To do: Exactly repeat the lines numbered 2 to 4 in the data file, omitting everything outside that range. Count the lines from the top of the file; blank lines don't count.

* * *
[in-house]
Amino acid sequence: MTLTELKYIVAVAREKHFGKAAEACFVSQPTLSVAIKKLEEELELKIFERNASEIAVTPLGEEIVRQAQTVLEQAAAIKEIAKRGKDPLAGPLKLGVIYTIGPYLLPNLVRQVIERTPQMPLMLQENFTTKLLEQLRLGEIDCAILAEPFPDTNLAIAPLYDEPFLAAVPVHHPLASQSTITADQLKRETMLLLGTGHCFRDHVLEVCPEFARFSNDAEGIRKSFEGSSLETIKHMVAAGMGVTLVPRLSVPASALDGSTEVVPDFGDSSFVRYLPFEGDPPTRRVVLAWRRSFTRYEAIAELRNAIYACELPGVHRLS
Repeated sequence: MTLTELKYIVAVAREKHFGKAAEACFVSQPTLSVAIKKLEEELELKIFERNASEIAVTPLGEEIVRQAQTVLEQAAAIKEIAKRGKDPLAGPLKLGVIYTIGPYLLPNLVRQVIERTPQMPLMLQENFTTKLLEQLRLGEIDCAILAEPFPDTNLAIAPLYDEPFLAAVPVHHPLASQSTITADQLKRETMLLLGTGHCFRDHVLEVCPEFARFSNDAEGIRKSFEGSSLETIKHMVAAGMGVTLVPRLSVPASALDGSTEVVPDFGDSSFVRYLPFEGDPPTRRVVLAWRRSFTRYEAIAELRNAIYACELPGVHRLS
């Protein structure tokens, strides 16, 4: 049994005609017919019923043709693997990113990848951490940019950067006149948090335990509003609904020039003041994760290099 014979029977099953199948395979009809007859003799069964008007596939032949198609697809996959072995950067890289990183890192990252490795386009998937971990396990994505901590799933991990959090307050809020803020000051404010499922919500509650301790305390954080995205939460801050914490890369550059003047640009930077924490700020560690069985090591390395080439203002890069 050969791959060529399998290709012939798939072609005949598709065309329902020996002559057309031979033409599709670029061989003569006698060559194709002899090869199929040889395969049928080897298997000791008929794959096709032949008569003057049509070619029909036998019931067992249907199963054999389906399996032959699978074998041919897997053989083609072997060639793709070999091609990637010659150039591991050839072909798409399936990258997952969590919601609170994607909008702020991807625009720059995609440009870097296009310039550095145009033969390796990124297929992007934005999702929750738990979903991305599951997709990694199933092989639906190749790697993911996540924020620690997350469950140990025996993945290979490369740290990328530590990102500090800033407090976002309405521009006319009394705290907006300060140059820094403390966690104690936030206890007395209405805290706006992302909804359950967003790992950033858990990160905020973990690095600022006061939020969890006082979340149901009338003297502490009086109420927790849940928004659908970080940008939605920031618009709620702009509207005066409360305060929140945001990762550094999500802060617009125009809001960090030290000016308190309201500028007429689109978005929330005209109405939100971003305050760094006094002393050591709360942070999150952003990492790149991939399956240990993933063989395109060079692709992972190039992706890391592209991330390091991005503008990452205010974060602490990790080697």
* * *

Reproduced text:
Amino acid sequence: MTLTELKYIVAVAREKHFGKAAEACFVSQPTLSVAIKKLEEELELKIFERNASEIAVTPLGEEIVRQAQTVLEQAAAIKEIAKRGKDPLAGPLKLGVIYTIGPYLLPNLVRQVIERTPQMPLMLQENFTTKLLEQLRLGEIDCAILAEPFPDTNLAIAPLYDEPFLAAVPVHHPLASQSTITADQLKRETMLLLGTGHCFRDHVLEVCPEFARFSNDAEGIRKSFEGSSLETIKHMVAAGMGVTLVPRLSVPASALDGSTEVVPDFGDSSFVRYLPFEGDPPTRRVVLAWRRSFTRYEAIAELRNAIYACELPGVHRLS
Repeated sequence: MTLTELKYIVAVAREKHFGKAAEACFVSQPTLSVAIKKLEEELELKIFERNASEIAVTPLGEEIVRQAQTVLEQAAAIKEIAKRGKDPLAGPLKLGVIYTIGPYLLPNLVRQVIERTPQMPLMLQENFTTKLLEQLRLGEIDCAILAEPFPDTNLAIAPLYDEPFLAAVPVHHPLASQSTITADQLKRETMLLLGTGHCFRDHVLEVCPEFARFSNDAEGIRKSFEGSSLETIKHMVAAGMGVTLVPRLSVPASALDGSTEVVPDFGDSSFVRYLPFEGDPPTRRVVLAWRRSFTRYEAIAELRNAIYACELPGVHRLS
């Protein structure tokens, strides 16, 4: 049994005609017919019923043709693997990113990848951490940019950067006149948090335990509003609904020039003041994760290099 014979029977099953199948395979009809007859003799069964008007596939032949198609697809996959072995950067890289990183890192990252490795386009998937971990396990994505901590799933991990959090307050809020803020000051404010499922919500509650301790305390954080995205939460801050914490890369550059003047640009930077924490700020560690069985090591390395080439203002890069 050969791959060529399998290709012939798939072609005949598709065309329902020996002559057309031979033409599709670029061989003569006698060559194709002899090869199929040889395969049928080897298997000791008929794959096709032949008569003057049509070619029909036998019931067992249907199963054999389906399996032959699978074998041919897997053989083609072997060639793709070999091609990637010659150039591991050839072909798409399936990258997952969590919601609170994607909008702020991807625009720059995609440009870097296009310039550095145009033969390796990124297929992007934005999702929750738990979903991305599951997709990694199933092989639906190749790697993911996540924020620690997350469950140990025996993945290979490369740290990328530590990102500090800033407090976002309405521009006319009394705290907006300060140059820094403390966690104690936030206890007395209405805290706006992302909804359950967003790992950033858990990160905020973990690095600022006061939020969890006082979340149901009338003297502490009086109420927790849940928004659908970080940008939605920031618009709620702009509207005066409360305060929140945001990762550094999500802060617009125009809001960090030290000016308190309201500028007429689109978005929330005209109405939100971003305050760094006094002393050591709360942070999150952003990492790149991939399956240990993933063989395109060079692709992972190039992706890391592209991330390091991005503008990452205010974060602490990790080697």